5 5 Background C-14 is a weak beta emitter (156.5 keV) therefore it only poses an ingestion hazard C-14 has half life of 5,730 years and will build-up in the environment over time C-14 is predominantly produced at nuclear power plants via activation of water and nitrogen impurities in the reactor, moderator and fuel materials In BWRs C-14 will be predominantly released in form of CO2. Then CO2 is available in environment for photosynthesis. The pathway is from vegetation to animals to humans through ingestion In PWRs C-14 will be predominantly released as a mix of organic carbon and carbon dioxide from the waste gas system. The pathway will be the same as the BWRs. C-14 does not impact liquid effluents or REMP Direct Measurement has been performed in Canada for years, but has not been performed in US, except for Indian Point. CANDU (heavy water) designs produce significantly more C-14

6 6 Calculation The Carbon 14 Calculation consists of the following factors: Generation rate Dispersion from the release point to the receptor Dose Conversion factors Generation Rate (EPRI) This has recently been determined to be 18 curies per yr per Unit for a BWR and 11 curies per yr per Unit for a PWR

7 7 Calculation Dispersion from release point This is determined in accordance with the site ODCM It is site specific depending on the release point, the weather factors and the distance to the site boundary or receptor Most plants have conservative default Χ/Q values that are used in the calculation Dose Conversion factors The standard method used in US plants dates back to 1960’s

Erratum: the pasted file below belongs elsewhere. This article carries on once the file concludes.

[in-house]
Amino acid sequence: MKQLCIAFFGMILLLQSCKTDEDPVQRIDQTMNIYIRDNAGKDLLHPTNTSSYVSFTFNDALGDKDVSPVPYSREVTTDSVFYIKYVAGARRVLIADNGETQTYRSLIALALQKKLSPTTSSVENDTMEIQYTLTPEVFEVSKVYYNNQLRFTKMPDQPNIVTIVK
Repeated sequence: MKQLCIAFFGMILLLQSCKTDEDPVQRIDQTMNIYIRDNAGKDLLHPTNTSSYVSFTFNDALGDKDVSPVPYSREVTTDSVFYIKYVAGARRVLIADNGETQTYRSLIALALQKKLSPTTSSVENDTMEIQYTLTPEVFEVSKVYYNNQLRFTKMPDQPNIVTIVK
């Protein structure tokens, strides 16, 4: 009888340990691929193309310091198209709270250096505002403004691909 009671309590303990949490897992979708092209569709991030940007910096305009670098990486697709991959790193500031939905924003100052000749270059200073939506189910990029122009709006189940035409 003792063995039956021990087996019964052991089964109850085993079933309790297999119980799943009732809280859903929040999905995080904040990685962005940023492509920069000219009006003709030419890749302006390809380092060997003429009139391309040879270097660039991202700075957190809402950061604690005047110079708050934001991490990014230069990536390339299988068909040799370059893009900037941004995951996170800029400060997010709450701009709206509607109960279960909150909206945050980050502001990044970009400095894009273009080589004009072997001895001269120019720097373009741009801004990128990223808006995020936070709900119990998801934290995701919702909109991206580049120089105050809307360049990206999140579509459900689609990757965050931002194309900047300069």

8 8 Actions in Progress Revising the Calculation Methodology to Remove Overly Conservative Assumptions Generation rate  EPRI completed this emergent project at the end of 2010. Dispersion from release point  Limerick obtained plant specific weather information from Met Tower vendor and used actual distances to the receptor (nearest farm/cow). This methodology reduced dose number to 0.2 mrem from 22 mrem  Exelon performed the same estimate as Limerick at the other sites The more realistic dispersion model was in place for the 2010 annual effluent report (submitted in May 2011) Dose Conversion factors  NEI has the lead to work with the NRC to get the methodology updated to ICRP 72. Potential factor of 2 reduction.

9 9 Going forward actions In the industry, there will be measurements for generation in stacks to validate the EPRI generation estimate. There will be work with REMP vendors to measure C-14 impact from Sites in milk and vegetation (validation of calculation). This in my opinion has a lot of margin based on the Canadian data. Effluent Reports will include the C-14 component for the first time in May 2011 for 2010 data and going forward.